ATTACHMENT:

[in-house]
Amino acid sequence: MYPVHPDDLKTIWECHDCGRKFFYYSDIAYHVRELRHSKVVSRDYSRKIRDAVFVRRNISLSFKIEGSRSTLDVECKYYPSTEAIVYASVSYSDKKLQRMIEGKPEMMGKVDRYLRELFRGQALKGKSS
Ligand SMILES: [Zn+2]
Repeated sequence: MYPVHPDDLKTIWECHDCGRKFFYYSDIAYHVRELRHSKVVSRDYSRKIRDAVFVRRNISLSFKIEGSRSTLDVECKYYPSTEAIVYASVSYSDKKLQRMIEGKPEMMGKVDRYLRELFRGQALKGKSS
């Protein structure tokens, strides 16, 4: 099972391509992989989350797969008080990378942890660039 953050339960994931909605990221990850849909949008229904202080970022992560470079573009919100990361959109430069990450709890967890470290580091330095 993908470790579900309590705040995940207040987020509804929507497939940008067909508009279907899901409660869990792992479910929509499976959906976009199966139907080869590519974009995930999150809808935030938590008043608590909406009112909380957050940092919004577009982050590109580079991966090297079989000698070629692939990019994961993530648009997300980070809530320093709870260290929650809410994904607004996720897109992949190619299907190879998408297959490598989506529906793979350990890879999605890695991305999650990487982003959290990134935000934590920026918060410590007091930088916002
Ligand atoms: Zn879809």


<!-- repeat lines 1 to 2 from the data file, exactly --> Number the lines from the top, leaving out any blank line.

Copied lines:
[in-house]
Amino acid sequence: MYPVHPDDLKTIWECHDCGRKFFYYSDIAYHVRELRHSKVVSRDYSRKIRDAVFVRRNISLSFKIEGSRSTLDVECKYYPSTEAIVYASVSYSDKKLQRMIEGKPEMMGKVDRYLRELFRGQALKGKSS